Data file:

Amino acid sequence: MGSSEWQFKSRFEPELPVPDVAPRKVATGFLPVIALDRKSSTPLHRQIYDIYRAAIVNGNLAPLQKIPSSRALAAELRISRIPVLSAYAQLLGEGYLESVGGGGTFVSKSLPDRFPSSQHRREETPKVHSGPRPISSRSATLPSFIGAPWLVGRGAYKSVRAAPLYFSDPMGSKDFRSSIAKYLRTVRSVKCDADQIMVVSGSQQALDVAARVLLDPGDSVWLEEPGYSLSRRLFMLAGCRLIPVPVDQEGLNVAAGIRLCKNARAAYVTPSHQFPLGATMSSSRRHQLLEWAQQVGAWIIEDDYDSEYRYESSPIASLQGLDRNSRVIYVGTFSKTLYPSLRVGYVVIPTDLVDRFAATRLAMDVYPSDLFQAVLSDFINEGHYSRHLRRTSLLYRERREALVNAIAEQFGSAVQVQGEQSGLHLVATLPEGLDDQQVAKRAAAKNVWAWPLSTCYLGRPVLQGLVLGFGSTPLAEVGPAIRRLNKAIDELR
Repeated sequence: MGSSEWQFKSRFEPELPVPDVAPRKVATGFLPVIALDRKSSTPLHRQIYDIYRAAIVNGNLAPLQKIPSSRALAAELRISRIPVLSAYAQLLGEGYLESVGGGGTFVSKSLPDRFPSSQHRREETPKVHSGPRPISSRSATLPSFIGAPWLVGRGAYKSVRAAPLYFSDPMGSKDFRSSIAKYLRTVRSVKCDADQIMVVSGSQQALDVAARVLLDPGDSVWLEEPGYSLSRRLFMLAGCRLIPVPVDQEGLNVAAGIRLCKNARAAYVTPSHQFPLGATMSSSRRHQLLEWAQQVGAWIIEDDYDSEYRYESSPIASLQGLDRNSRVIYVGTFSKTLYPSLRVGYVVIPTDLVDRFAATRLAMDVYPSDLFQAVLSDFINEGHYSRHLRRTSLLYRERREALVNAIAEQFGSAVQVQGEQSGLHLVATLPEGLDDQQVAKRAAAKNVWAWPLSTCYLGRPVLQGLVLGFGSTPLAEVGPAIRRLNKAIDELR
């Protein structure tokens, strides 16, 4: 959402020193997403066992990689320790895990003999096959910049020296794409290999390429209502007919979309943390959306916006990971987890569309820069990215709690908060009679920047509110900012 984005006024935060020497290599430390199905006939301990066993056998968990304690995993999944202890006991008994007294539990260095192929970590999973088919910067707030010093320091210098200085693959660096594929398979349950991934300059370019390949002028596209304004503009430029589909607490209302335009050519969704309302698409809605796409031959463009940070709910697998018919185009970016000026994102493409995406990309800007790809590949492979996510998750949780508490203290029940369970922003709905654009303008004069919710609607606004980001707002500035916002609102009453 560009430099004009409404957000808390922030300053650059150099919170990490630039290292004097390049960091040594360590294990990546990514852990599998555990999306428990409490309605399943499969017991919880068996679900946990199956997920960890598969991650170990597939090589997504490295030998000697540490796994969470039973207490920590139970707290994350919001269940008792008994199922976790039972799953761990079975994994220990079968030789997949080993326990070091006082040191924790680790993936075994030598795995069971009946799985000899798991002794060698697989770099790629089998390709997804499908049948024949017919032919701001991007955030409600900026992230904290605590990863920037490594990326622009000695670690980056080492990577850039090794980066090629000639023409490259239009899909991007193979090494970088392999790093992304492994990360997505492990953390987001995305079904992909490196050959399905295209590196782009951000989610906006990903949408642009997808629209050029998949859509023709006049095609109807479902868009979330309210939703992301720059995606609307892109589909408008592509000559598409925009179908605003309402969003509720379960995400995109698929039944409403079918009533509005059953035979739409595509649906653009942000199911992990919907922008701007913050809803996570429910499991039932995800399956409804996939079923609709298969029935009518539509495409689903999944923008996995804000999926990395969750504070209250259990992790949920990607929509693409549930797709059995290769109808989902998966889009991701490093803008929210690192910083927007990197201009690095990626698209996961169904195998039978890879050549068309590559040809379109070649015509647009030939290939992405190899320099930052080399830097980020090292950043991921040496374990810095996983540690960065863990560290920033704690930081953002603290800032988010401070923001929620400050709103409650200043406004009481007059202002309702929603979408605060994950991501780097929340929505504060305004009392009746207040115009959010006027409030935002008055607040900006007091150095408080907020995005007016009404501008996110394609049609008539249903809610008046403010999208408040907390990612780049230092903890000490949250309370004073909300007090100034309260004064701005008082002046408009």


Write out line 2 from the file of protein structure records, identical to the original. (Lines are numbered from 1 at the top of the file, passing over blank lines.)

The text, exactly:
Repeated sequence: MGSSEWQFKSRFEPELPVPDVAPRKVATGFLPVIALDRKSSTPLHRQIYDIYRAAIVNGNLAPLQKIPSSRALAAELRISRIPVLSAYAQLLGEGYLESVGGGGTFVSKSLPDRFPSSQHRREETPKVHSGPRPISSRSATLPSFIGAPWLVGRGAYKSVRAAPLYFSDPMGSKDFRSSIAKYLRTVRSVKCDADQIMVVSGSQQALDVAARVLLDPGDSVWLEEPGYSLSRRLFMLAGCRLIPVPVDQEGLNVAAGIRLCKNARAAYVTPSHQFPLGATMSSSRRHQLLEWAQQVGAWIIEDDYDSEYRYESSPIASLQGLDRNSRVIYVGTFSKTLYPSLRVGYVVIPTDLVDRFAATRLAMDVYPSDLFQAVLSDFINEGHYSRHLRRTSLLYRERREALVNAIAEQFGSAVQVQGEQSGLHLVATLPEGLDDQQVAKRAAAKNVWAWPLSTCYLGRPVLQGLVLGFGSTPLAEVGPAIRRLNKAIDELR